Our Editor Amanda Barnes interviewed several previous winners before the competition to ask them how they prepared and what their advice would be to future aspiring World’s Best Sommeliers. While some contestants go to extremes, staying up so late studying that they would fall asleep at a stop light, others recommend a more balanced approach.
Andreas Larsson, Best Sommelier of the World 2007 and also from Sweden, sacrificed years with little social and family life as he prepared. However, his recommendation for the last six months, once you’ve mastered much of the knowledge, is to focus on well-being. “I was jogging every morning. It isn’t about luck – it is about preparing yourself. A bad day doesn’t exist. Through physical and mental exercise, I felt perfect when I was in the competition. It is important to work on your psychology, not only as a sommelier – but as a human!”
You would think Andreas coached Arvid, since they’re both from Sweden, but Andreas could not because he was one of the judges at this year’s competition and had to maintain his impartiality. Of course, now he is elated that Arvid, another Swede has won!
Arvid seemed to have a similar philosophy. After years of preparation and winning Best Sommelier of Europe, he thoughtfully wrote on his personal blog about his preparations for the world competition:
You may think “why not just prepare like you did the last time, it seemed to work out alright? Why fix it if it ain’t broken?” You’re right, but maybe the formula is broken, even though it might not appear so. Basically, the mode I have operated in for the last few years leading up to the 2013 competitions builds on setting unattainable standards and goals, intense self-deprecating and sacrificing sleep and happiness for results. It is something you grow mighty tired of, and not something one can keep up forever.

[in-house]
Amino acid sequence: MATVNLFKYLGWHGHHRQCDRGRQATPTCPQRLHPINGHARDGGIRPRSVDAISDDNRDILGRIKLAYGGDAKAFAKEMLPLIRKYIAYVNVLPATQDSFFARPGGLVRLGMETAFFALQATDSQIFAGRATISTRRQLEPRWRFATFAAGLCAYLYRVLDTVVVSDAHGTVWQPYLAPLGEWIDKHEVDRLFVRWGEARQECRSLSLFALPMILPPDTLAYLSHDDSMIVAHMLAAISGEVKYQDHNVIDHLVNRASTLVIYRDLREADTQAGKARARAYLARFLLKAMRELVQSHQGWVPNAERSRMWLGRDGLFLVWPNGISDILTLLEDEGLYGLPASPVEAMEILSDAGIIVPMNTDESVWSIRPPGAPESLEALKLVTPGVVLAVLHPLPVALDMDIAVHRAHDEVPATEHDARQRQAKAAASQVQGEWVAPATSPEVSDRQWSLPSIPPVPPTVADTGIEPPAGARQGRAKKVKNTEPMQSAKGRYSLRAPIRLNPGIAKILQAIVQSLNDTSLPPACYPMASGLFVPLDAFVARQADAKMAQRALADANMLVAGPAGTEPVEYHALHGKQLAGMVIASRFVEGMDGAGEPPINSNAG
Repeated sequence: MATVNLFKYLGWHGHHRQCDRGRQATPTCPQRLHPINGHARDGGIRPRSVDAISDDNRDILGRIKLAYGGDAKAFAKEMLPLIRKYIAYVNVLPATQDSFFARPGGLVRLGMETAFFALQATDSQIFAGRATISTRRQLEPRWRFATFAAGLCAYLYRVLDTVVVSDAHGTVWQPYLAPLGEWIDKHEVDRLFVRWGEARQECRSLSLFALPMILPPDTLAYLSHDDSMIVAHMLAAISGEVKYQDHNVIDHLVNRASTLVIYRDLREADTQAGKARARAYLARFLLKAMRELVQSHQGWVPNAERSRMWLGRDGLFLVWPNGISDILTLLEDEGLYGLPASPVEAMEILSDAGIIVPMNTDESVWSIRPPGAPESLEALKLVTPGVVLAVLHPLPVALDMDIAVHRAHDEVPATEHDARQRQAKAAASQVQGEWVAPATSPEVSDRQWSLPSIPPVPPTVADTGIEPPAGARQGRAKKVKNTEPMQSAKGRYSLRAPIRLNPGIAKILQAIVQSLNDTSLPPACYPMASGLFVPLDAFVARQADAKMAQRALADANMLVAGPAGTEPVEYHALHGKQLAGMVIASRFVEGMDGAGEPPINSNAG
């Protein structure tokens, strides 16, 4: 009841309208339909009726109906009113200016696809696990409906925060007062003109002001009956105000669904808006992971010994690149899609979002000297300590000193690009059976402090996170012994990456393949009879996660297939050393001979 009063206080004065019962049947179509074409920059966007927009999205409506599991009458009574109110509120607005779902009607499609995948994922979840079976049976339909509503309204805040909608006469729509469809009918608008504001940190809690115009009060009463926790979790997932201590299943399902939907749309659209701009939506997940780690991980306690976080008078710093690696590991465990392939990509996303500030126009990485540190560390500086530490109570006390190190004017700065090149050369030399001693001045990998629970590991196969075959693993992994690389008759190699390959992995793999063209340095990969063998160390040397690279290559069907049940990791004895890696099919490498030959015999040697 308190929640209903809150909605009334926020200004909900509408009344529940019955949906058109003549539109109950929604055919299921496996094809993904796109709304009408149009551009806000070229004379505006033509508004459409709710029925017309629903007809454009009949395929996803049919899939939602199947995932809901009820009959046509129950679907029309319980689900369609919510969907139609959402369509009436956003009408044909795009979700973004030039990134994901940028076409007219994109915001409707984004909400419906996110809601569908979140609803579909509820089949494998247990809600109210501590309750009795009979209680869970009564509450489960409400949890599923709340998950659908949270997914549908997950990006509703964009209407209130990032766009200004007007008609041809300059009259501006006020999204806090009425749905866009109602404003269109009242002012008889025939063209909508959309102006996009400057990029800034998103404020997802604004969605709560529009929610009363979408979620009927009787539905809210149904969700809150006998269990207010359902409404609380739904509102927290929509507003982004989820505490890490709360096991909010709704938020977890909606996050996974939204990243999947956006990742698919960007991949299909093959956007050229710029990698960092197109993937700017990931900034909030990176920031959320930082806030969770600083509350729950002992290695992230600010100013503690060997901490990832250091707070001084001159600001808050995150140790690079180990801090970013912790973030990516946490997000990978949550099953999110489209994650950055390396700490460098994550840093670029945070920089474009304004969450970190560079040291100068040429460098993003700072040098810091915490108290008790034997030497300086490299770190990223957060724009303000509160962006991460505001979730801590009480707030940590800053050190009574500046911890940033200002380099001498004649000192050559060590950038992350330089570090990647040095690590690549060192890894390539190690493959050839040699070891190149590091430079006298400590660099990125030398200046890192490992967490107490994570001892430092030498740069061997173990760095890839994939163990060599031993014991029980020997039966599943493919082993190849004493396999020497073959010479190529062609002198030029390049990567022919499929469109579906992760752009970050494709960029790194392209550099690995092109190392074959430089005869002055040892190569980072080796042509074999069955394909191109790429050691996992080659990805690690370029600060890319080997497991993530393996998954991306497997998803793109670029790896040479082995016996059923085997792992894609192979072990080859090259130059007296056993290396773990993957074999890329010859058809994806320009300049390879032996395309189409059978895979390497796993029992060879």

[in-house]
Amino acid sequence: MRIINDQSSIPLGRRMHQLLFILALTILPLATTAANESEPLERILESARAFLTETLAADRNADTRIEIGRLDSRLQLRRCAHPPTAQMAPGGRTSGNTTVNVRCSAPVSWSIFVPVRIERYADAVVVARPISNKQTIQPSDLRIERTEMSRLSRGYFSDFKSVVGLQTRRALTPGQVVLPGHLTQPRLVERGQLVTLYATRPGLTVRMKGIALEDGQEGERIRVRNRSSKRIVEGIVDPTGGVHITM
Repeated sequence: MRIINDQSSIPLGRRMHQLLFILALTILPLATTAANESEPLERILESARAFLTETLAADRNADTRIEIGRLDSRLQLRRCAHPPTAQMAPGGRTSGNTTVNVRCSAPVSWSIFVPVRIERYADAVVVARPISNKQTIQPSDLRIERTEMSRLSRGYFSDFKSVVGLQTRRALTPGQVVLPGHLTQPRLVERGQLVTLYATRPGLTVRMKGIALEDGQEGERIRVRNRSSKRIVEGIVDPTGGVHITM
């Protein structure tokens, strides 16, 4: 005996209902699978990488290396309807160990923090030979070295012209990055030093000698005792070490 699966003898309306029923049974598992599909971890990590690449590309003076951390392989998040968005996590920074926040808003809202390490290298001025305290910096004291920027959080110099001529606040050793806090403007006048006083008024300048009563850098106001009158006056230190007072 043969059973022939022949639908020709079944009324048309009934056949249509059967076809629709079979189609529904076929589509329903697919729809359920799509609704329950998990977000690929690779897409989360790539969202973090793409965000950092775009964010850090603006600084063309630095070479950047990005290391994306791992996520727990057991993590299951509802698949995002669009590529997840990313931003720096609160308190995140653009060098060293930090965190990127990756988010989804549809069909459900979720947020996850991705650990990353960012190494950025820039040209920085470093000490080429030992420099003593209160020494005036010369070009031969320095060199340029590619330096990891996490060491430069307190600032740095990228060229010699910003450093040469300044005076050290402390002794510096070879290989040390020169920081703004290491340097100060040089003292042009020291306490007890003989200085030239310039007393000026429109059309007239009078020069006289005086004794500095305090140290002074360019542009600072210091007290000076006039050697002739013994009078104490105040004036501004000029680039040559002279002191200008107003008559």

So what is the glorious future like? A state of Zen-like clarity and mindfulness of course! Probably not, but one can always dream. I do intend to seek balance in a different way than before. If I will achieve it or not is obviously not clear yet, but where I in the past egotistically put aside friends and family to dedicate myself more fully to the craft, I hope to do the opposite and in turn be in a happier, more harmonious state. Hopefully that will lead to having more energy and motivation when the going gets tough.
He shares his strategy for keeping his knowledge current, his tasting and service skills smooth here. One of my favorite tips: travel — “Being in the vineyards and cellars is an infinitely better way to learn what is special about a place than reading about it.” (See our 80 Harvests project for vineyard experience!)
Perhaps there are some grains of wisdom we can learn from the Swedish as we embark upon our next professional and personal challenges!
Now that he’s won the competition and can relax a bit, Arvid says, “I’m looking forward to having a beer. I’m looking forward to doing things like seeing a movie or reading a book that doesn’t involve wine (without feeling guilty). I’ve done this with an intensity, so it’ll be nice to get back to some semblance of a normal life.”
Arvid, the second youngest winner at age 31, breaks the norm of past winners of the world title. “You don’t have to be stiff to be a sommelier, and I think it is good for the new generation and important to show the world that sommeliers can be different,” he says. He will continue serving up drinks at his trendy SoHo restaurant in New York and exploring the world of wine, this time as an example and mentor to the next generation of sommeliers.
Like anyone who makes it to the top, whether in the world of wine, athletics, business or politics, it takes passion, consistency, a team of supporters and dedication to a purpose bigger than yourself to win a world title. What can really set you apart, though, is daring to be different. The women made a strong showing this year, with three in the top five and all four women (out of sixty-one contestants!) made it to the semi-finals. Perhaps next time, the first female will win Best Sommelier of the World!
By Lara Colvin
Lara is one of our guest collaborators originally from Oregon, USA. In the beginning of 2016, she switched from living in the Pinot capital of the US to living in the world’s Malbec capital, Mendoza in Argentina. In her spare time she is an avid runner, which helps keep her trim despite the copious amounts of steak and red wine found in her new adopted home.